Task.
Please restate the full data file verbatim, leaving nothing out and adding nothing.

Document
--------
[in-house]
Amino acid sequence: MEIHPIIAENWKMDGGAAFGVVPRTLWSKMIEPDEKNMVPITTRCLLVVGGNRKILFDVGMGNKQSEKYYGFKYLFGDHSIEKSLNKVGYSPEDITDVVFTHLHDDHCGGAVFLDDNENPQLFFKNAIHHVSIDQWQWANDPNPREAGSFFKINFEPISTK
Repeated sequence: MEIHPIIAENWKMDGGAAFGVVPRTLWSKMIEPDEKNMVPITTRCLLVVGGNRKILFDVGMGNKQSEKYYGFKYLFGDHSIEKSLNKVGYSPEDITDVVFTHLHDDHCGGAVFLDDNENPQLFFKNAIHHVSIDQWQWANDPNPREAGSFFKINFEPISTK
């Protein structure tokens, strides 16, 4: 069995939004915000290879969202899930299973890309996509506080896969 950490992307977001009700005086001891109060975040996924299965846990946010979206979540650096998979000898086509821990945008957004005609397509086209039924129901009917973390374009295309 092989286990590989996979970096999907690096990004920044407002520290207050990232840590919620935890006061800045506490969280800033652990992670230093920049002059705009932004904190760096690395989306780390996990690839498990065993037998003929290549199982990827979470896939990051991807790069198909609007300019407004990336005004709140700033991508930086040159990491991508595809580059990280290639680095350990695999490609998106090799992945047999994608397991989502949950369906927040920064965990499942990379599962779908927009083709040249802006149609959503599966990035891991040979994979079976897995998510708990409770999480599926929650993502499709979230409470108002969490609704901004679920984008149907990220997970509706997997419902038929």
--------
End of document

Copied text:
[in-house]
Amino acid sequence: MEIHPIIAENWKMDGGAAFGVVPRTLWSKMIEPDEKNMVPITTRCLLVVGGNRKILFDVGMGNKQSEKYYGFKYLFGDHSIEKSLNKVGYSPEDITDVVFTHLHDDHCGGAVFLDDNENPQLFFKNAIHHVSIDQWQWANDPNPREAGSFFKINFEPISTK
Repeated sequence: MEIHPIIAENWKMDGGAAFGVVPRTLWSKMIEPDEKNMVPITTRCLLVVGGNRKILFDVGMGNKQSEKYYGFKYLFGDHSIEKSLNKVGYSPEDITDVVFTHLHDDHCGGAVFLDDNENPQLFFKNAIHHVSIDQWQWANDPNPREAGSFFKINFEPISTK
């Protein structure tokens, strides 16, 4: 069995939004915000290879969202899930299973890309996509506080896969 950490992307977001009700005086001891109060975040996924299965846990946010979206979540650096998979000898086509821990945008957004005609397509086209039924129901009917973390374009295309 092989286990590989996979970096999907690096990004920044407002520290207050990232840590919620935890006061800045506490969280800033652990992670230093920049002059705009932004904190760096690395989306780390996990690839498990065993037998003929290549199982990827979470896939990051991807790069198909609007300019407004990336005004709140700033991508930086040159990491991508595809580059990280290639680095350990695999490609998106090799992945047999994608397991989502949950369906927040920064965990499942990379599962779908927009083709040249802006149609959503599966990035891991040979994979079976897995998510708990409770999480599926929650993502499709979230409470108002969490609704901004679920984008149907990220997970509706997997419902038929």